Playing Related Musculoskeletal Disorders (PRMD’s)
Drummers and Percussionists
PRMD’s are common in all musicians who play long enough, hard enough, and frequent enough to qualify them as a “musical athlete.” Like other repetitive stress injuries that occur in golfers, tennis players, runners, and swimmers, musicians accumulate stress over time with repetition and at some point, their body can’t take it anymore.
In 2019, Nirvana drummer and frontman for The Foo Fighters missed two shows due to arm surgery. “Speaking to Live Nation president and CEO Michael Rapino at Los Angeles’ Pollstar Live conference, he said: “This is something I’ve had to deal with for a long time and it’s not the end of the world, but I did have to have surgery on my arm because I need it to pay the rent,” he said. “I knew I had to fix my arm at some point and I went ahead and did it.” (Source: APNEWS)
For somewhat obvious reasons, drummers and percussionists tend to have more than their fair share of PRMD’s. A study published in September 2020 in the journal Medical Problems of Performing Artists, the drummers studied (polled) were those percussionists who sit at a drum set. “The target population included individuals aged 18 years or older who exclusively played the drum set (minimum 5 hrs/wk). The rates of PRMDs were analyzed by body region (e.g., upper/lower limb, etc.) and by location within body regions (e.g., shoulder, knee joint, etc.). RESULTS: The lifetime history of PRMDs in the study sample (n=831) was 68%, and 23% reported currently experiencing a PRMD. Most respondents reported multiple PRMDs (59%). The upper limb was the most commonly affected body region (59%). The wrist joint (25%) and low back (24%) were the most commonly affected locations within body regions.” (Source: Medical Problems of Performing Artists: Volume 35 Number 3: Page 153 (September 2020)
Banging on drums all day, or even a few hours a day takes a toll on the upper body and low back. There are things you can do as a drummer, to protect these regions and those specific joints that are bothered the most.
Invest in a great stool. What you sit on and its’ relationship to your drum set, will play a crucial role in how your low back, neck, and shoulders hold up. Leaning too far forward, sitting too low or high, the angle and position of the stool or saddle will be the seated foundation of your upper body.
Get stronger. Exercises that involve strengthening your upper back and shoulders, while stretching your chest, will make you more resilient, more flexible, and better balanced at the drums. Collectively, these will reduce your risk of injury.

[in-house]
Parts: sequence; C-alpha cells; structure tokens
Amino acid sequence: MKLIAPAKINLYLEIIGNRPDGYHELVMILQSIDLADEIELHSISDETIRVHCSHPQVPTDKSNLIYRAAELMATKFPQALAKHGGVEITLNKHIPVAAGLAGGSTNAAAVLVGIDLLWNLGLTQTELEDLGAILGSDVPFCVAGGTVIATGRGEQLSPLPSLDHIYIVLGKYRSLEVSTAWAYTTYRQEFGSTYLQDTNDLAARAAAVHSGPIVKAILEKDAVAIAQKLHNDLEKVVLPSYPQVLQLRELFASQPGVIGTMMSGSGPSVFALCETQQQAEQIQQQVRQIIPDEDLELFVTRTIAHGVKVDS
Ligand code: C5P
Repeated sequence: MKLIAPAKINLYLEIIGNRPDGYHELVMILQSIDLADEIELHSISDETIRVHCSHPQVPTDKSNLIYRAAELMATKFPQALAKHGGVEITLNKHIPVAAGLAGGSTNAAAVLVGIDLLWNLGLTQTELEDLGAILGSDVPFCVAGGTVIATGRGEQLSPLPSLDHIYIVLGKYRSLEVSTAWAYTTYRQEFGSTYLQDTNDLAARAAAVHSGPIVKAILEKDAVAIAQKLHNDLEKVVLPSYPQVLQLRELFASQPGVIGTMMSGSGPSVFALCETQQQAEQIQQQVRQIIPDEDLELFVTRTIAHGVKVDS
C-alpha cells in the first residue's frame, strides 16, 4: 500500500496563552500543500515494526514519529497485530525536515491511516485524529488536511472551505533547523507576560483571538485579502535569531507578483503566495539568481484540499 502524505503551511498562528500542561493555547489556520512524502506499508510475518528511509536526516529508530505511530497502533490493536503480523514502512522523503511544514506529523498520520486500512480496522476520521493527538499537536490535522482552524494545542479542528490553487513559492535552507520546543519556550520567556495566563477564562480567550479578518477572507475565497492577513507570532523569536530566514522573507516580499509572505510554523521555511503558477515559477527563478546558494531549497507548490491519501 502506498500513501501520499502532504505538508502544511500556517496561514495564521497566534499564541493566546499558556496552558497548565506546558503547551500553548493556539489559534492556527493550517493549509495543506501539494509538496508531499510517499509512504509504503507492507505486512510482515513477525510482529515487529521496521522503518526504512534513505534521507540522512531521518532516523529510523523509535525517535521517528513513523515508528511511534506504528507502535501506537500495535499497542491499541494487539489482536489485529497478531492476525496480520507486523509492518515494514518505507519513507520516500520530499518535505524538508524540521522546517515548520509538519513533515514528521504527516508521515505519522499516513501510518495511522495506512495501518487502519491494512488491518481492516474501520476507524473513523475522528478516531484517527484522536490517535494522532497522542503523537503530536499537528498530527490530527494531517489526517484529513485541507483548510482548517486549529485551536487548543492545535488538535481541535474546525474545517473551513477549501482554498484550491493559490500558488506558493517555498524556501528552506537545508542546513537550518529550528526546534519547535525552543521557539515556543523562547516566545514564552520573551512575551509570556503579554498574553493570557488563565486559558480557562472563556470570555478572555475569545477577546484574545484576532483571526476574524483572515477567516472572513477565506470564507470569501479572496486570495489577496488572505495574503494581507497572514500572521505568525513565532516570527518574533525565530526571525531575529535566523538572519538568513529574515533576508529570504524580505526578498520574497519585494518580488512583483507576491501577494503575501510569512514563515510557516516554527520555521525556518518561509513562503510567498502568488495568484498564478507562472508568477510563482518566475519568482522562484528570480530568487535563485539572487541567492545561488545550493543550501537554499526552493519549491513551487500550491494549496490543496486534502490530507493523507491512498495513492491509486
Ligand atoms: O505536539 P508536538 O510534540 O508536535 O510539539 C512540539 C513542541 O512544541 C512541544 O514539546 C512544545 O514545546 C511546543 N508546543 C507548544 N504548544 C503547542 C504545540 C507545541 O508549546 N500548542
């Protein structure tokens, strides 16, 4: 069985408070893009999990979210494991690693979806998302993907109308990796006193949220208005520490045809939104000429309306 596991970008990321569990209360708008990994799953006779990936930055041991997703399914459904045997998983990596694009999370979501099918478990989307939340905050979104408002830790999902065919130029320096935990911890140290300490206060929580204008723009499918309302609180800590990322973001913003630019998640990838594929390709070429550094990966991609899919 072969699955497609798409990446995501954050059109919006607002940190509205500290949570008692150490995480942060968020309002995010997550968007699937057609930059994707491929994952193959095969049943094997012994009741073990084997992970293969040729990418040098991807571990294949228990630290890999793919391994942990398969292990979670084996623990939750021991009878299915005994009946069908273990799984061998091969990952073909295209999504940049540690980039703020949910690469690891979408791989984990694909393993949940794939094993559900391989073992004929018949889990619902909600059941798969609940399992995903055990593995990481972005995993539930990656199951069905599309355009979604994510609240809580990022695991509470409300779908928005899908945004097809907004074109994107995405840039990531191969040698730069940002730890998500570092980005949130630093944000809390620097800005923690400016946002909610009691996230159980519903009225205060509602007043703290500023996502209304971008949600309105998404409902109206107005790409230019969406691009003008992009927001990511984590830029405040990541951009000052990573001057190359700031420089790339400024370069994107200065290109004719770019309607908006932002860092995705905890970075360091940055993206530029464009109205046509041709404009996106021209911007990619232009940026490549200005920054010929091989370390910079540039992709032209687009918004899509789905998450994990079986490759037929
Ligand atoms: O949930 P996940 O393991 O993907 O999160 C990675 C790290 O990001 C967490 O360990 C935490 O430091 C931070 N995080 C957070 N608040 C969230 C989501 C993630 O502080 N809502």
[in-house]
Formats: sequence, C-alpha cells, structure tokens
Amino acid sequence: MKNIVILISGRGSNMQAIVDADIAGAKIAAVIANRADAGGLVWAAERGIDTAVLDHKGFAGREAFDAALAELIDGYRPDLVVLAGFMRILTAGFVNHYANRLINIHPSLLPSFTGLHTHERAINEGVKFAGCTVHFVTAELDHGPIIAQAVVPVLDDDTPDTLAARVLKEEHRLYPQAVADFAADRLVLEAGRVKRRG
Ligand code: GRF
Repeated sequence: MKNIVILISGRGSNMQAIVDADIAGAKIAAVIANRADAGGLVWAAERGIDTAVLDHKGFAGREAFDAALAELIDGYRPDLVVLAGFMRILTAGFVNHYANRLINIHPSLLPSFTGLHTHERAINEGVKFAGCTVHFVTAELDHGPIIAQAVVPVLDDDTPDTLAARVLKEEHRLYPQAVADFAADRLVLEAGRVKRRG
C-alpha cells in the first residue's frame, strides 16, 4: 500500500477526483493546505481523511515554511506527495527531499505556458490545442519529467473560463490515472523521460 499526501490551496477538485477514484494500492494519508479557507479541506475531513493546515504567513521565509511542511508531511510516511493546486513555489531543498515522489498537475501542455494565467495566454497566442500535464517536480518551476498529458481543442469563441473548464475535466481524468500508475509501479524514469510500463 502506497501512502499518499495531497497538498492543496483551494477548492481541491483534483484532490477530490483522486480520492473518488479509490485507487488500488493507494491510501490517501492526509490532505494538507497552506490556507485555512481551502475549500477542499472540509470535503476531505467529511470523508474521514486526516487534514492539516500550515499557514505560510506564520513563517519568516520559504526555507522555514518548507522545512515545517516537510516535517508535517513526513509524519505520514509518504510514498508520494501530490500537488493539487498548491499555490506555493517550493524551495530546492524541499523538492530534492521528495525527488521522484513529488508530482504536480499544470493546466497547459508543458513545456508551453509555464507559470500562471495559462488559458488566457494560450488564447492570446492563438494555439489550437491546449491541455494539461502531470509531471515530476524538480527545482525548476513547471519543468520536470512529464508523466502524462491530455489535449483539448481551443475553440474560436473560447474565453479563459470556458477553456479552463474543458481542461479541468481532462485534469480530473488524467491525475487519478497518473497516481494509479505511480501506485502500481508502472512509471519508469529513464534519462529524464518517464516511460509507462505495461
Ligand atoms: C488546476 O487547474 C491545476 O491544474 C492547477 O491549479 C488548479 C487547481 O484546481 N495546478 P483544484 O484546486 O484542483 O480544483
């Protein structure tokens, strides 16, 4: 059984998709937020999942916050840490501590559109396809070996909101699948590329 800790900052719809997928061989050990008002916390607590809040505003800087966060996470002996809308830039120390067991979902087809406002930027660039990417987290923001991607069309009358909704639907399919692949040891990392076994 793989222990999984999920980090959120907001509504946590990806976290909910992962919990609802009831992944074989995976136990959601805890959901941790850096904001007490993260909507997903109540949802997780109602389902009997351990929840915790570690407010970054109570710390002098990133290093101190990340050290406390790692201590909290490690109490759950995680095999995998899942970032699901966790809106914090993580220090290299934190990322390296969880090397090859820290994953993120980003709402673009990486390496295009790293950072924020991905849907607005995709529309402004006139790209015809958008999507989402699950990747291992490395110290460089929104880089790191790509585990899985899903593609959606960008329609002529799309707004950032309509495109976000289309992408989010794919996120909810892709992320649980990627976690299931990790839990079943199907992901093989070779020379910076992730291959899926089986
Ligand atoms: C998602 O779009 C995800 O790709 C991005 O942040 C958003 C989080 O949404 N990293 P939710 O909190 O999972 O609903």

Your cool down matters. Like with non-musical athletes, cooling down after a long practice or gig is important to healing and reducing the risk of tension and inflammation build-up. Both tension and inflammation may increase your risk of injury later on.
You are always getting older. Who you are as a percussionist in 20 years depends on what you do today. This holds true for all musicians. Proper protective and proactive measures now, will improve your odds of playing to the grave. Even if you feel great now, take preventive action to keep it that way.
PMRD’s can easily cost you more than a new instrument would…
PRMD’s are no fun, and they are often expensive. Not just financially expensive, but they can prevent you from working (lost wages), practicing, sleeping, having fun with friends, cooking, even cleaning yourself after using the bathroom. Have you ever tried using toilet paper with a frozen shoulder or impingement syndrome? YIKES.
Dr. Lou Jacobs is a chiropractor – acupuncturist in Portland, Maine who has been specializing in musician injuries and crew injuries for 20 years. Dr. Lou is available for telemedicine consultations for music-related injuries and health problems. Among those he has permission to mention, Dr. Lou has worked with Mumford & Sons, The Pixies, Steve Vai, Tommy Emmanuel, Ziggy Marley and the Melody Makers, Blackberry Smoke, Gogol Bordello, Trey Anastasio, and Edward Sharpe and the Magnetic Zeros. PHOTOS